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DemiMarie Aug 11, 2016

@mikedn That is the answer: generate specialized code for each and every value type.

DemiMarie commented Aug 11, 2016

@mikedn That is the answer: generate specialized code for each and every value type.

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mikedn Aug 11, 2016

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@DemiMarie I'm not sure what your comment adds to this thread. Of course that specialized code is faster but we don't know when that code will be generated, how it will be called etc.

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mikedn commented Aug 11, 2016

@DemiMarie I'm not sure what your comment adds to this thread. Of course that specialized code is faster but we don't know when that code will be generated, how it will be called etc.

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vancem Aug 11, 2016

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This is an interesting problem, but perhaps the most important issue associated with it is how much effort(cost) should be devoted to it. which is unclear.

We could do absolutely nothing (after it always 'works' and even works OK many times, and arguably users who care about perf can always fix it (by overriding the methods needed). Also the need for this is moderately rare (you need a user defined type that is a key in a dictionary).

The other extreme is quite a bit of JIT magic to make it work well (but probably not optimally) in all cases. From what I can tell this is moderately expensive (when you synthesize methods out of 'nothing' (No IL), things tend to be at least moderately expensive.

My guess as to the right code-benefit, is to see if you can simply fix RegularGetValueTypeHashCode to not ever produce horrendous hashs. This should be very easy (modifying one method), and avoid the worst problem (because users that care about perf should be implementing the methods because that will always give the best perf).

Ideally we have some idea of the scenarios that are performing poorly today. (Examples of REAL WORLD examples where the hash is very poor, along with some idea of how much better it would be if the hash was fixed). If people have this information it should be added to the discussion.

If anyone wants to go do that work in RegularGetValueTypeHashCode (it is straightforward enough), I would be supportive of getting it checked in. (low cost/risk, reasonable value).

If anyone wishes to pursue more aggressive tactics, you should talk about them here before proceeding. We have to be sure of the cost/benefit before you spend time on it.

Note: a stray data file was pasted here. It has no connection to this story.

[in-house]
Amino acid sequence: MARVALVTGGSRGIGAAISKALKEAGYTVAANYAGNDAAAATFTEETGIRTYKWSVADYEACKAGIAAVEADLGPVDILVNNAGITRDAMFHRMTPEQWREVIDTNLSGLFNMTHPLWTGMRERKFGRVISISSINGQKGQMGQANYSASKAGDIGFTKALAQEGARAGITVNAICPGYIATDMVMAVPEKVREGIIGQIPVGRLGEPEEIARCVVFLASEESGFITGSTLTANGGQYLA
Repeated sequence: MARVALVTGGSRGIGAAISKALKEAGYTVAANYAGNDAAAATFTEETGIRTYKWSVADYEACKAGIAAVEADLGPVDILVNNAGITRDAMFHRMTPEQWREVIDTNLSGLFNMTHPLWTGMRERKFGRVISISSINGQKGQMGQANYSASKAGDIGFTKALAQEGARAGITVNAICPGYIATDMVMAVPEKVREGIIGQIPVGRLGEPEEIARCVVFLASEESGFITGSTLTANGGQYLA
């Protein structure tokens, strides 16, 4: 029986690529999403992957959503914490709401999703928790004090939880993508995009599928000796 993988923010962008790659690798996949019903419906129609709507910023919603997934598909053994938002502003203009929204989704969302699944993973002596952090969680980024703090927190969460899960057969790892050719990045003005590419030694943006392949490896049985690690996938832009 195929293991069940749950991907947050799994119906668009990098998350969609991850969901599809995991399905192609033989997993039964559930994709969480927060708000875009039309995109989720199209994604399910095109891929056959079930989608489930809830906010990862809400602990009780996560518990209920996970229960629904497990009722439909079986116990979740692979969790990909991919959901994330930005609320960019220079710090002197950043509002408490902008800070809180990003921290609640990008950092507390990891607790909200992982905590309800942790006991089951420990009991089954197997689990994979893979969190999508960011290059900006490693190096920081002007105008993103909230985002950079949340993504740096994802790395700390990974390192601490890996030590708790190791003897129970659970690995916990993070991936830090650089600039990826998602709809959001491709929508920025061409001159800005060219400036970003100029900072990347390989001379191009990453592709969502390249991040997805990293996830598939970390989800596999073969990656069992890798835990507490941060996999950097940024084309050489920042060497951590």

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vancem commented Aug 11, 2016

This is an interesting problem, but perhaps the most important issue associated with it is how much effort(cost) should be devoted to it. which is unclear.

We could do absolutely nothing (after it always 'works' and even works OK many times, and arguably users who care about perf can always fix it (by overriding the methods needed). Also the need for this is moderately rare (you need a user defined type that is a key in a dictionary).

The other extreme is quite a bit of JIT magic to make it work well (but probably not optimally) in all cases. From what I can tell this is moderately expensive (when you synthesize methods out of 'nothing' (No IL), things tend to be at least moderately expensive.

My guess as to the right code-benefit, is to see if you can simply fix RegularGetValueTypeHashCode to not ever produce horrendous hashs. This should be very easy (modifying one method), and avoid the worst problem (because users that care about perf should be implementing the methods because that will always give the best perf).

Ideally we have some idea of the scenarios that are performing poorly today. (Examples of REAL WORLD examples where the hash is very poor, along with some idea of how much better it would be if the hash was fixed). If people have this information it should be added to the discussion.

If anyone wants to go do that work in RegularGetValueTypeHashCode (it is straightforward enough), I would be supportive of getting it checked in. (low cost/risk, reasonable value).

If anyone wishes to pursue more aggressive tactics, you should talk about them here before proceeding. We have to be sure of the cost/benefit before you spend time on it.

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morganbr Feb 24, 2018

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Now that the HashCode type has been merged, we should consider making it available via ValueType.GetHashCode. It should have much higher quality hashes.

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morganbr commented Feb 24, 2018

Now that the HashCode type has been merged, we should consider making it available via ValueType.GetHashCode. It should have much higher quality hashes.